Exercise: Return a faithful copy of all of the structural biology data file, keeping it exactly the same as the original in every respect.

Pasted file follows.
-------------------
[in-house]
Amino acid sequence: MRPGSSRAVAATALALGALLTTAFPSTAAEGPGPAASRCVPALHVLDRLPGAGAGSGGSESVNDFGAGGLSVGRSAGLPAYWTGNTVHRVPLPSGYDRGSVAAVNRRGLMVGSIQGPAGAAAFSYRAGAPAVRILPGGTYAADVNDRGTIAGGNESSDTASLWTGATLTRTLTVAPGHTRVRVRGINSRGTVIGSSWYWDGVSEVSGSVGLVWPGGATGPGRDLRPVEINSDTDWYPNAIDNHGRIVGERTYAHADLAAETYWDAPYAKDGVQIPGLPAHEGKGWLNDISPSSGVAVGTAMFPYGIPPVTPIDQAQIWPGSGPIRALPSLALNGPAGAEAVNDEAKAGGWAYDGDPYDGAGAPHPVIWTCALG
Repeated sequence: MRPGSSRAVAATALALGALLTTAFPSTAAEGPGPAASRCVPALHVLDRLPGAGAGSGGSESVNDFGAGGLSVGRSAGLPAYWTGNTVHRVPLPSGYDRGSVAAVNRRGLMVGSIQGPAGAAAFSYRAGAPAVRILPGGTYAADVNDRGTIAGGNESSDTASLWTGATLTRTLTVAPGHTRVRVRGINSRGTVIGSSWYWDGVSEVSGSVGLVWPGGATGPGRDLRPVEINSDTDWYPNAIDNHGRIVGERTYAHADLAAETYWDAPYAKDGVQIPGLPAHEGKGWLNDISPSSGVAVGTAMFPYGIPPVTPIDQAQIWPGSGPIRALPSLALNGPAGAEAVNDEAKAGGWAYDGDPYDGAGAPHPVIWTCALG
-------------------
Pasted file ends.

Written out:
[in-house]
Amino acid sequence: MRPGSSRAVAATALALGALLTTAFPSTAAEGPGPAASRCVPALHVLDRLPGAGAGSGGSESVNDFGAGGLSVGRSAGLPAYWTGNTVHRVPLPSGYDRGSVAAVNRRGLMVGSIQGPAGAAAFSYRAGAPAVRILPGGTYAADVNDRGTIAGGNESSDTASLWTGATLTRTLTVAPGHTRVRVRGINSRGTVIGSSWYWDGVSEVSGSVGLVWPGGATGPGRDLRPVEINSDTDWYPNAIDNHGRIVGERTYAHADLAAETYWDAPYAKDGVQIPGLPAHEGKGWLNDISPSSGVAVGTAMFPYGIPPVTPIDQAQIWPGSGPIRALPSLALNGPAGAEAVNDEAKAGGWAYDGDPYDGAGAPHPVIWTCALG
Repeated sequence: MRPGSSRAVAATALALGALLTTAFPSTAAEGPGPAASRCVPALHVLDRLPGAGAGSGGSESVNDFGAGGLSVGRSAGLPAYWTGNTVHRVPLPSGYDRGSVAAVNRRGLMVGSIQGPAGAAAFSYRAGAPAVRILPGGTYAADVNDRGTIAGGNESSDTASLWTGATLTRTLTVAPGHTRVRVRGINSRGTVIGSSWYWDGVSEVSGSVGLVWPGGATGPGRDLRPVEINSDTDWYPNAIDNHGRIVGERTYAHADLAAETYWDAPYAKDGVQIPGLPAHEGKGWLNDISPSSGVAVGTAMFPYGIPPVTPIDQAQIWPGSGPIRALPSLALNGPAGAEAVNDEAKAGGWAYDGDPYDGAGAPHPVIWTCALG